The majority of Californians desire a legally regulated marijuana market. Passage of this act will limit state or local agencies from working with the federal government to undermine these regulations.
CA Resident? Email your elected officials to support this effort.
ColoradoState officials in Colorado are considering legislation, SB 192, to protect the state’s adult use marijuana industry in case of a potential federal crackdown.
The bill would permit adult use growers and sellers to instantly reclassify their recreational marijuana inventory as medical marijuana “based on a business need due to a change in local, state, or federal law or enforcement policy.” In recent weeks, officials from the Trump administration have indicated that they may consider taking action against recreational marijuana providers, but that they will not likely move against state-licensed medical marijuana providers.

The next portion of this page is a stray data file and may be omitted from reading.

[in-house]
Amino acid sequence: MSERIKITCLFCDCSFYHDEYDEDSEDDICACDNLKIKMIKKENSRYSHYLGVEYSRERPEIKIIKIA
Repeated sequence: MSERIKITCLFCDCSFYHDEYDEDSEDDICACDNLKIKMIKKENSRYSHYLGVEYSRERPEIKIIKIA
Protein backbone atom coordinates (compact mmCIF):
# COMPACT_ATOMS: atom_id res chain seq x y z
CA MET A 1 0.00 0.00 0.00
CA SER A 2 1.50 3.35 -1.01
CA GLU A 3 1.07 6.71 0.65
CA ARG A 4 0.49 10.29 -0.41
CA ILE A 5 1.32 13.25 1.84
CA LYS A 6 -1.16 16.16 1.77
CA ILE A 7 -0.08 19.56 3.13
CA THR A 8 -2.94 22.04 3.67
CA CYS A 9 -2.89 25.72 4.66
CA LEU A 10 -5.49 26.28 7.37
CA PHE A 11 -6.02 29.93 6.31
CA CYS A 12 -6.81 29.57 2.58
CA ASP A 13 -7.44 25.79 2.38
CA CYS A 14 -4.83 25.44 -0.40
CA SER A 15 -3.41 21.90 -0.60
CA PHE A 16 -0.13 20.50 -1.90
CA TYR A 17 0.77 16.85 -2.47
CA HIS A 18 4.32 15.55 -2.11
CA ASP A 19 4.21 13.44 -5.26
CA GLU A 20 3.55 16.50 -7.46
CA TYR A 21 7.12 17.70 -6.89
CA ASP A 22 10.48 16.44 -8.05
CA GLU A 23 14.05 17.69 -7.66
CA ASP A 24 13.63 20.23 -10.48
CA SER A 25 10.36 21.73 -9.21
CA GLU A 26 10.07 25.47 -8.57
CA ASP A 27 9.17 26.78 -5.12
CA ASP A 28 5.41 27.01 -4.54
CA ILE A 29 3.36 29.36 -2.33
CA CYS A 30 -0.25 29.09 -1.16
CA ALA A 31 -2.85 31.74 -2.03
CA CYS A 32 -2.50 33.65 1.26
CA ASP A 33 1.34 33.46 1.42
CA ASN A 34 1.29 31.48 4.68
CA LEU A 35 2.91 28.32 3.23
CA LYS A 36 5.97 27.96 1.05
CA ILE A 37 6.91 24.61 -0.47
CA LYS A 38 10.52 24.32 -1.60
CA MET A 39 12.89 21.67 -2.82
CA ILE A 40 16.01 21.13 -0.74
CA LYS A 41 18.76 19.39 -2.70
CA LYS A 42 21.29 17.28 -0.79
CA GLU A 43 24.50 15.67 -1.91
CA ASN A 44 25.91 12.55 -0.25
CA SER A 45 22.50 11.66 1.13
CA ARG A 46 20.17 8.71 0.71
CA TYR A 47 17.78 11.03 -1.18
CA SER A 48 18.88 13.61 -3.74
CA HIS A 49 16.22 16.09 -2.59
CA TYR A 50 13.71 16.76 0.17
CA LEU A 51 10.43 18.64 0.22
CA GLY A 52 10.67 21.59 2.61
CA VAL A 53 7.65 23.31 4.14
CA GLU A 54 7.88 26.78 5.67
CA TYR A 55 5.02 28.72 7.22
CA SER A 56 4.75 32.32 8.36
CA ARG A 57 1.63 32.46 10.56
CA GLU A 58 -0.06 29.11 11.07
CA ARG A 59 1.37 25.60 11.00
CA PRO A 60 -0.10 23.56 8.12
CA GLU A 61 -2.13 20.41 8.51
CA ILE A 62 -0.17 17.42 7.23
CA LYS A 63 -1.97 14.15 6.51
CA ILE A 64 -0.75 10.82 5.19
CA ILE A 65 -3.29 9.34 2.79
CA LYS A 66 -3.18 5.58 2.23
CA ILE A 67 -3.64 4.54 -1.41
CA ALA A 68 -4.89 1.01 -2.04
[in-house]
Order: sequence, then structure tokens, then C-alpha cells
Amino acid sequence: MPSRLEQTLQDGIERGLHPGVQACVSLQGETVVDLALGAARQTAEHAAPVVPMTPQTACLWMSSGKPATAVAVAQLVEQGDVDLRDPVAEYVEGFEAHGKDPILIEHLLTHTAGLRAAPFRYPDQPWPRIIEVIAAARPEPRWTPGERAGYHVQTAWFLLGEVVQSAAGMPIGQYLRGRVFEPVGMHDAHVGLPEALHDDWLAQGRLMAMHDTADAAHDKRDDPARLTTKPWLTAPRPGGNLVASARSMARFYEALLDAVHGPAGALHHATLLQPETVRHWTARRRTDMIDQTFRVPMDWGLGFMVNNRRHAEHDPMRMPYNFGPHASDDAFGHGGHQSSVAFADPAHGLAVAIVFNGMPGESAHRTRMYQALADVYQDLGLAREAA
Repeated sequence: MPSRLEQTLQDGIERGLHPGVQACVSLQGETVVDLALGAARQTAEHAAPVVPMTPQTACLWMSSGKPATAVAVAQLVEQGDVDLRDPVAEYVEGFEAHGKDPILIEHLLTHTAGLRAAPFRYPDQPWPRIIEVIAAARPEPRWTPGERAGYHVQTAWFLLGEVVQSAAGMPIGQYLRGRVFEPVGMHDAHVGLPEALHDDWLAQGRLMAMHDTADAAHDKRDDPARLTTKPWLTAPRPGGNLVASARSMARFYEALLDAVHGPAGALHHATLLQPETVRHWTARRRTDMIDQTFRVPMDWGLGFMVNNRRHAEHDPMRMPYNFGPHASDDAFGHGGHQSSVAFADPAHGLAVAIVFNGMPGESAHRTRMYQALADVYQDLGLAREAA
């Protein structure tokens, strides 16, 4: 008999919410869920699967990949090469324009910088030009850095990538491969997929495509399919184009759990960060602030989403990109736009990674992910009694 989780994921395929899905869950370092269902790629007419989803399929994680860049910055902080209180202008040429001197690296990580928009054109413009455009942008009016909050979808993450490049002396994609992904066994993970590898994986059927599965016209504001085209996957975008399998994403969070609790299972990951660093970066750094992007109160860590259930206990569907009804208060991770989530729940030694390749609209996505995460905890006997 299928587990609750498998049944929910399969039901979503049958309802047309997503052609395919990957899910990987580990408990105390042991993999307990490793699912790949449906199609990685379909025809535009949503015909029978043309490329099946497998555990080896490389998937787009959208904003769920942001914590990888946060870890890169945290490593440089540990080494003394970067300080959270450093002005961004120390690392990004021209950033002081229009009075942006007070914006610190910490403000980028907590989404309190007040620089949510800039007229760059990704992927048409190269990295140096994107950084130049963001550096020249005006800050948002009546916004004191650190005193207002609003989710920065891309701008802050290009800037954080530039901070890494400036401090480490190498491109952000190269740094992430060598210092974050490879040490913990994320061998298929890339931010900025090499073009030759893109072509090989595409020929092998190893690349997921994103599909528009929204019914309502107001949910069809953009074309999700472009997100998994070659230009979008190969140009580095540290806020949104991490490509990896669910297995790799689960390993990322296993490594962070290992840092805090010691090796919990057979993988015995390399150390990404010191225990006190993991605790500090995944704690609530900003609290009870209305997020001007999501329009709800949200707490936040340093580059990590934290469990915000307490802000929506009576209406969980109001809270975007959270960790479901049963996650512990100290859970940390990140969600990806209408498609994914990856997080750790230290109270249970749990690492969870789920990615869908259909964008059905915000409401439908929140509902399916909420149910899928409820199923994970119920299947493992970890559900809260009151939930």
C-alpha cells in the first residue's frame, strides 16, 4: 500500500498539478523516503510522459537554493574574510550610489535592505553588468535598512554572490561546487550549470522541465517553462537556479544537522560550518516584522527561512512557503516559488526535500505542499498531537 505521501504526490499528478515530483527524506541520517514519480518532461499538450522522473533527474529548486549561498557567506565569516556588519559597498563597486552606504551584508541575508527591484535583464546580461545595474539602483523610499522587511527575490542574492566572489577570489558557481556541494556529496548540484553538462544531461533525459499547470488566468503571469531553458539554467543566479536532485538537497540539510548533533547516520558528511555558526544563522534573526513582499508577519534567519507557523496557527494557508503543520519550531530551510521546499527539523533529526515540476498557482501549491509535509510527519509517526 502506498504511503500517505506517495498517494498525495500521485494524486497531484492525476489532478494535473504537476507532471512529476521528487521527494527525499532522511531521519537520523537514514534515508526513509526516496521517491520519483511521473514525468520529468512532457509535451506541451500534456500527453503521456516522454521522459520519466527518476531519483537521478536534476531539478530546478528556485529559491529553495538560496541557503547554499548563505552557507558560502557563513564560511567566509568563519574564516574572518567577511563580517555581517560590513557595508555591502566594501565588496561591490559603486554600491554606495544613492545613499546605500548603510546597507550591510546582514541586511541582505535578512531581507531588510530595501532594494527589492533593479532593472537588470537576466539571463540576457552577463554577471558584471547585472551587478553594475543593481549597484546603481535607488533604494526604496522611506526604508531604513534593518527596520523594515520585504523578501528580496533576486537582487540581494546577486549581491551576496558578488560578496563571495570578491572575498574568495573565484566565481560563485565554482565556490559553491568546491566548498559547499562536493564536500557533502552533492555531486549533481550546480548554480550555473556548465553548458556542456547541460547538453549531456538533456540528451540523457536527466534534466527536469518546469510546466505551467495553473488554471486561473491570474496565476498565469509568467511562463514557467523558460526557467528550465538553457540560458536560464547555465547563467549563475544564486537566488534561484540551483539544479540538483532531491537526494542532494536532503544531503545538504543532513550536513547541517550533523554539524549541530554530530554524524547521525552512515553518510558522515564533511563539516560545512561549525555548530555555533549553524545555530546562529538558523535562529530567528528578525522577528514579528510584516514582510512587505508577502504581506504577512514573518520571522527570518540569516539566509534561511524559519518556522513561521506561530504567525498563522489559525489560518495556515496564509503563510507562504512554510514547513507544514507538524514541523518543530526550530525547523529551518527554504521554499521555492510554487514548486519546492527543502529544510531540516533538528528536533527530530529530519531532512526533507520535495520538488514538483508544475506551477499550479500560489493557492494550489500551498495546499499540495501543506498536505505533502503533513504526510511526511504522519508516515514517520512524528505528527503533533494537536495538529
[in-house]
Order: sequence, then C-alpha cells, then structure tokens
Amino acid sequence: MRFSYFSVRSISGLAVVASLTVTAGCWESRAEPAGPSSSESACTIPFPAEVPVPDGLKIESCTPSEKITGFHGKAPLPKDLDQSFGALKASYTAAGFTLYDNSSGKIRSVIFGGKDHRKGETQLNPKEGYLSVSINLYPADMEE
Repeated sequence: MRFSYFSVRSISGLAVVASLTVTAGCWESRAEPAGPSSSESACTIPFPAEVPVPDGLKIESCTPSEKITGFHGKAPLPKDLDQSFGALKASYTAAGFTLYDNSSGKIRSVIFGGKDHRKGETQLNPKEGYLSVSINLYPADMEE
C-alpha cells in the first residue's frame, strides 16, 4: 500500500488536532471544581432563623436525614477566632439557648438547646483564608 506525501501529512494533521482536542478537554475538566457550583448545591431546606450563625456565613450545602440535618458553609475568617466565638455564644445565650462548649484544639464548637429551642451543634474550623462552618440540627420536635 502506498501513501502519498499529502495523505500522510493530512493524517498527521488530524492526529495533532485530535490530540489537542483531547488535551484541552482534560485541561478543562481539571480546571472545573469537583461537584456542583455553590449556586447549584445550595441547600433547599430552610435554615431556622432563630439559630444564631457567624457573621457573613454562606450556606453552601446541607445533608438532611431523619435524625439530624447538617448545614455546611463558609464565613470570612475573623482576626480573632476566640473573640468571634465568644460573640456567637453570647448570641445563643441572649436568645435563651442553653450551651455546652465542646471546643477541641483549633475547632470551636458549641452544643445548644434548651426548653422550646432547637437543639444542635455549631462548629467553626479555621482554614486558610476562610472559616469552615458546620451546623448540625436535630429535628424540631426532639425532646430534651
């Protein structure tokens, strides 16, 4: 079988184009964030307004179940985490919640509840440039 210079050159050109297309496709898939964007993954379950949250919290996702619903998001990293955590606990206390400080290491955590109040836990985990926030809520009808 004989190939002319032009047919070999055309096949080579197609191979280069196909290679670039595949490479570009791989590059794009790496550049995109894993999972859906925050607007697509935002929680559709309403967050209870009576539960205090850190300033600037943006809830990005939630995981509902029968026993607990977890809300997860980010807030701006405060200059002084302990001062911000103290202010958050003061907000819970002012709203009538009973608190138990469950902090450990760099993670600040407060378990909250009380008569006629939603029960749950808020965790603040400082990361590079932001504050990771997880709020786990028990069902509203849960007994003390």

Update: The bill passed 4-1 committee in the Republican Senate
CO Resident? Email your elected officials to support this effort.
New YorkLegislation is pending, Senate Bill 1087, to expand the state’s medical marijuana law by removing the existing prohibition on herbal cannabis preparations.
Under existing law, qualified patients are forbidden from obtaining whole-plant cannabis. Instead, they are required to access only cannabis-infused oral products such as oils, pills, or extracts prepared from the plant. “Smoking” or inhaling herbal cannabis is not defined as a “certified medical use.”